We have designed our joint honours Physics & Philosophy BSc to offer you the opportunity to study both subjects at degree level. The course is split equally between physics and philosophy modules, but you can specialise in one discipline in your final year if you choose. Ours is one of the few physics and philosophy joint honours courses that follows an integrated approach to the two subjects, with modules in the philosophy of physics and philosophy of science offering you a deeper understanding and alternative perspective on some of the conceptual puzzles that you will encounter in your physics courses.
The physics section of the course covers core theoretical aspects of physics and includes areas such as relativity, quantum mechanics, fields and waves, electromagnetism and nuclear physics. This will give you important numerical and analytical skills, as well as prepare you for further study in theoretical physics.
In the philosophy section of the course, you will learn to tackle difficult questions about the world, our knowledge of it, and our values. This will give you highly transferable and valuable skills in reasoning and argument. We have designed our first-year philosophy modules to give you a good grounding in a range of important philosophical topics. In your second and particularly third year, you are free to choose from the exceptionally broad range of philosophical topics that we offer. At the same time, modules in the Philosophy of Spacetime Physics, the Philosophy of Quantum Mechanics and the Philosophy of Science offer you the opportunity to apply your reasoning skills to physics and to explore some of the fascinating problems encountered in interpreting modern physics.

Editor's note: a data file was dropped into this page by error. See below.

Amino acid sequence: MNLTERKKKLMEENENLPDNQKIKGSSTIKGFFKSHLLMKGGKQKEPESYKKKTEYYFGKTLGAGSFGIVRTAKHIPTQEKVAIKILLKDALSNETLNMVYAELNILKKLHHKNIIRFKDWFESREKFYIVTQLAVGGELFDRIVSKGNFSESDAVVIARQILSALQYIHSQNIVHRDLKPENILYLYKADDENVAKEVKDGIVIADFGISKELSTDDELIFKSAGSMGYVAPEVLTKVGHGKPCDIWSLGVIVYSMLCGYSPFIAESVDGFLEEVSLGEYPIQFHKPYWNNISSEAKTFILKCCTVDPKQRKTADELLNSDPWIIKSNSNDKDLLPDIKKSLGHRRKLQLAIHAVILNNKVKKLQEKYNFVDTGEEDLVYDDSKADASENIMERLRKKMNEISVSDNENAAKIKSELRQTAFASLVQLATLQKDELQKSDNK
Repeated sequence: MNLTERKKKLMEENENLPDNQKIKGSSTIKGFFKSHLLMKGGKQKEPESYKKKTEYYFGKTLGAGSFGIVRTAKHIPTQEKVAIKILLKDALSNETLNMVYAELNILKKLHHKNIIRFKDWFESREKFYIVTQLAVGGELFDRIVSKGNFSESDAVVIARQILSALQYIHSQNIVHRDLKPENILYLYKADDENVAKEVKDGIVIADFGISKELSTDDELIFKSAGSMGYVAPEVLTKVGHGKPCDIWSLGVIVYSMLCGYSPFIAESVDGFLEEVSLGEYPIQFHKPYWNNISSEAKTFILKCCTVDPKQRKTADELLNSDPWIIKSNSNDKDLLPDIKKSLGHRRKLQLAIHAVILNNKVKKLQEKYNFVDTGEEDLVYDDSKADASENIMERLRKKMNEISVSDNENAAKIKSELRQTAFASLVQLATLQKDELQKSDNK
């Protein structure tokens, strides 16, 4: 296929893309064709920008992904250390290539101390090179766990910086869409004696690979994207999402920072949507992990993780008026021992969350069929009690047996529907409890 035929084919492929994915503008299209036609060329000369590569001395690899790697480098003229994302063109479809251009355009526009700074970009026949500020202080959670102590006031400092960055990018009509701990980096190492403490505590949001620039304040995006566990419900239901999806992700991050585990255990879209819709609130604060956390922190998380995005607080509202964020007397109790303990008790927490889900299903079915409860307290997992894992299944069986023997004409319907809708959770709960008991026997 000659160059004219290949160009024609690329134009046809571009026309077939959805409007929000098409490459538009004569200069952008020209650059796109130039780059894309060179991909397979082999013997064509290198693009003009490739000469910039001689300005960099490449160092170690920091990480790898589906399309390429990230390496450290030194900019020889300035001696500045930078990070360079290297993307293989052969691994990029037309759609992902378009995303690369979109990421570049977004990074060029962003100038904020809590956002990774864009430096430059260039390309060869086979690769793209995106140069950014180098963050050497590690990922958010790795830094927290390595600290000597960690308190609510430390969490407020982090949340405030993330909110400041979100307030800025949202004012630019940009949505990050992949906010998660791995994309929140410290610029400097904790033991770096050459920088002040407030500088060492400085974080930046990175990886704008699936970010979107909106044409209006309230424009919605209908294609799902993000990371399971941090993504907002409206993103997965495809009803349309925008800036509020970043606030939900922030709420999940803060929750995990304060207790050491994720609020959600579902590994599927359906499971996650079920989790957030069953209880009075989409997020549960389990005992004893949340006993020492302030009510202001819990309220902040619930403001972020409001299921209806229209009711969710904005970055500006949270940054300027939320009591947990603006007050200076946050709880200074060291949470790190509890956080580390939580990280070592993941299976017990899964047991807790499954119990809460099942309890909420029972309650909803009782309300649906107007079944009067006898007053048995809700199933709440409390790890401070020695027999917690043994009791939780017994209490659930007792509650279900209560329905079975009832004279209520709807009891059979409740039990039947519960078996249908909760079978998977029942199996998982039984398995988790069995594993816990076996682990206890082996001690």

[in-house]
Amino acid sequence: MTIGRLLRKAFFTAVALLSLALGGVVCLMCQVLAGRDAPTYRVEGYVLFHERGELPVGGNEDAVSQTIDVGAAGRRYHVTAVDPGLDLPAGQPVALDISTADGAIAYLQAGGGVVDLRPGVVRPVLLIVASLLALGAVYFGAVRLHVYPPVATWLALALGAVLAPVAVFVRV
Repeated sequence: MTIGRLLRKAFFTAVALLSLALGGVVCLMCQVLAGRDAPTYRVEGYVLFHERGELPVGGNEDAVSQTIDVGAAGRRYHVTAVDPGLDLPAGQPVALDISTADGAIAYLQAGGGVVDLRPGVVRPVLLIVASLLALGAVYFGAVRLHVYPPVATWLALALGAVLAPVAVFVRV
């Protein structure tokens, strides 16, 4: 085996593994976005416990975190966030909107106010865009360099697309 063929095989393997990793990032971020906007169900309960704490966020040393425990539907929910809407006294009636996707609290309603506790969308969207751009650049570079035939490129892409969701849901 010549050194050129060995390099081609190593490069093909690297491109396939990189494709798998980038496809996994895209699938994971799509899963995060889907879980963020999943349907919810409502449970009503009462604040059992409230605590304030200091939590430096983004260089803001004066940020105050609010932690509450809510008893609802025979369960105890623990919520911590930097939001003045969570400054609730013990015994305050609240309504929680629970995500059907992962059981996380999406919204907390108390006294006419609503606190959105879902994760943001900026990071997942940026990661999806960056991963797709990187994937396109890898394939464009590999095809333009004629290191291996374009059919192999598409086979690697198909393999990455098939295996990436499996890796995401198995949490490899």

Problem solving and project work is very important for us, as it teaches you team-work, group organisation, and the skills of oral and poster presentations. We also allow you to work with a school, to experience teaching and to develop the skill of presenting information at an understandable level.
We will teach you through a combination of lectures and laboratory classes, tutorials and project work. All of our academic staff are involved with the undergraduate teaching course.
You are expected to spend approximately 10 hours work per credit for each module you attend in your degree, e.g. 150 hours work for a 15 credit module. These hours cover every aspect of the module.
We assess our modules through written exams, with some class testing, essays, assignment reports and oral presentations.
Course accreditation (may not apply)
This course is recognised by the Institute of Physics (IOP).
King’s College London is regulated by the Higher Education Funding Council for England